According to a study published in the British Journal of Cancer last month entitled Alcoholic beverages and risk of renal cell cancer, moderate consumption of alcohol — ideally strong beer or red and white wine — may lower the risk of renal cell cancer, better known as kidney cancer. The study concluded that your odds of getting kidney cancer was reduced around 40% by drinking approximately two glasses of wine or two bottles or beer per week. Curiously, while strong beer, red wine and white wine had this positive effect, light beer, medium-strong beer, strong wine, or hard liquor had virtually no effect.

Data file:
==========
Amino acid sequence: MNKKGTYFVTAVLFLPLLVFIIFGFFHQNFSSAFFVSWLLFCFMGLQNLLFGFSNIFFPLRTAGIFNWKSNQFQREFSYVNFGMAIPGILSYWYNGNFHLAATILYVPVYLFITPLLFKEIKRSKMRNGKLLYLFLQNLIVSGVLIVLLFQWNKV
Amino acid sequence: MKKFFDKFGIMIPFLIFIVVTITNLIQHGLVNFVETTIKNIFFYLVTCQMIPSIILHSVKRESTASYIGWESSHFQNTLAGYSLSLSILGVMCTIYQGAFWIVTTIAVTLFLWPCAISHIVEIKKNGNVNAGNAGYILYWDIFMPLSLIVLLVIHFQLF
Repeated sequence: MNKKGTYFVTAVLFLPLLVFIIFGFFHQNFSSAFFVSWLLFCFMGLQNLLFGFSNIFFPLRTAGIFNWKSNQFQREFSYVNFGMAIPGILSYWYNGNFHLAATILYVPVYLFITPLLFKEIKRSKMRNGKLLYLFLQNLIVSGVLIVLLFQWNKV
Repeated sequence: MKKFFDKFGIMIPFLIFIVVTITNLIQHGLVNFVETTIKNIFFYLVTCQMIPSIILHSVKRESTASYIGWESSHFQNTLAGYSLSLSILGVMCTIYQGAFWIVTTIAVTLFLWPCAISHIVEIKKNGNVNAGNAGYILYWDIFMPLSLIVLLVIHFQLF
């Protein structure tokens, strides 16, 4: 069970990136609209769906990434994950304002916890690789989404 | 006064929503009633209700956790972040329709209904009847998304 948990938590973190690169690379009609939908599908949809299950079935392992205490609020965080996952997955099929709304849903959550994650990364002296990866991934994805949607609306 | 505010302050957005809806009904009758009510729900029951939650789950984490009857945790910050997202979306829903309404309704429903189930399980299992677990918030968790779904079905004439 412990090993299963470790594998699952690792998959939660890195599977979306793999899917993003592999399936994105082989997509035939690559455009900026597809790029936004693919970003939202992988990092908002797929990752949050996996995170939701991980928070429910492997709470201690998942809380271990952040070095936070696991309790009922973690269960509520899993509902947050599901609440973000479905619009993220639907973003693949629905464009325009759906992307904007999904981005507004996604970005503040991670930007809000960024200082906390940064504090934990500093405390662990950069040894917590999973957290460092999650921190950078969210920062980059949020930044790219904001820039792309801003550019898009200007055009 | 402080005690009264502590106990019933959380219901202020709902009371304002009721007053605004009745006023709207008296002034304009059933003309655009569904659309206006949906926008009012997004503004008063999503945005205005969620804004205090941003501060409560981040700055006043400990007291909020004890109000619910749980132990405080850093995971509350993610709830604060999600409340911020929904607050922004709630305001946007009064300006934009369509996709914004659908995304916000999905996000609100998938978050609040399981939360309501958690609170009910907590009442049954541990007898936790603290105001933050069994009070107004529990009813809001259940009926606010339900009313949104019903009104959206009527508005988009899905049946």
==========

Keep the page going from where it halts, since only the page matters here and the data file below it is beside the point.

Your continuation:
The study’s authors speculated on the reasons for this in their concluding remarks.
A reduced risk associated with consumption of wine and beer might be due to the phenolics they contain as these possess antioxidant and antimutagenic properties (Elattar and Virji, 1999; Denke, 2000) or increase plasma antioxidant capacity in human (Ghiselli et al, 2000). However, the lower risk that we observed for three different alcoholic beverages and total ethanol intake suggests that alcohol itself rather than a particular type of drink is responsible for the reduction in risk. However, it is unclear why we observed an inverse association only for strong beer and not for medium-strong, or light beer, although this might be due to the lower ethanol content of light (1.8%) and medium-strong (2.8%) beer compared to strong beer (4.5%).